Big-power strategic alliances shift as result of Georgia conflict
By Anne Penketh, Diplomatic Editor
"....President Bashar al-Assad had flirted with the West of late and was a guest of honour at France's Bastille Day parade last month. Before the Georgia war, the West had high hopes of prising him away from Syria's key ally Iran, which the US accuses of supporting Islamic militants.
Those hopes were dashed when Mr Assad discussed an arms deal with President Dmitry Medvedev. A diplomatic source in Moscow said the leaders were preparing deals involving anti-aircraft and anti-tank missile systems.
Mr Assad issued a clear message of support for Russia's military crackdown in Georgia, which began after Georgian forces attempted to rein in the separatist territory of South Ossetia. "We understand the essence of the Russian position and its military response," Mr Assad told Mr Medvedev. "We believe Russia was responding to the Georgian provocation."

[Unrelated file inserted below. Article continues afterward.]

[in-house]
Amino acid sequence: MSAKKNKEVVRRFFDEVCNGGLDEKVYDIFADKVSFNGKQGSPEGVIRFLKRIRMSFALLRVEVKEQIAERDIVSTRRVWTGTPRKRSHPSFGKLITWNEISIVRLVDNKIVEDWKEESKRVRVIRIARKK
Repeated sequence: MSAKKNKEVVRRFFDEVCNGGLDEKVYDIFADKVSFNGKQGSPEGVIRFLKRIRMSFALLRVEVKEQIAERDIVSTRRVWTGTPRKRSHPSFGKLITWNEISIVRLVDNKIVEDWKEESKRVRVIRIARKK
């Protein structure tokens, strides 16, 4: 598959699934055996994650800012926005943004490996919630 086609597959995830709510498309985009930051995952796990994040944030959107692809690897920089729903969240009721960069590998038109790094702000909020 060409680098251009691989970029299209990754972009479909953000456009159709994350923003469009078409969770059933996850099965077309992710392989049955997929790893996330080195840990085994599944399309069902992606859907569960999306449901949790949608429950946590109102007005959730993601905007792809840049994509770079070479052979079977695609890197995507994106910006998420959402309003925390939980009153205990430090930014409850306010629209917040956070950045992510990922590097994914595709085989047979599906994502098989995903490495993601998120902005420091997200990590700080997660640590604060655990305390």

Washington and the other 26 Nato members have condemned Russia's "excessive" retaliation, which took Russian troops deep into Georgia proper. Speaking at an emergency meeting of Nato foreign ministers on Tuesday, the US Secretary of State, Condoleezza Rice, warned Russia against attempting to redraw the lines of the Cold War through stamping out by force Georgia's bid for Nato membership.
However, Mr Assad's talks in Sochi appeared to be a direct rebuff to Ms Rice......"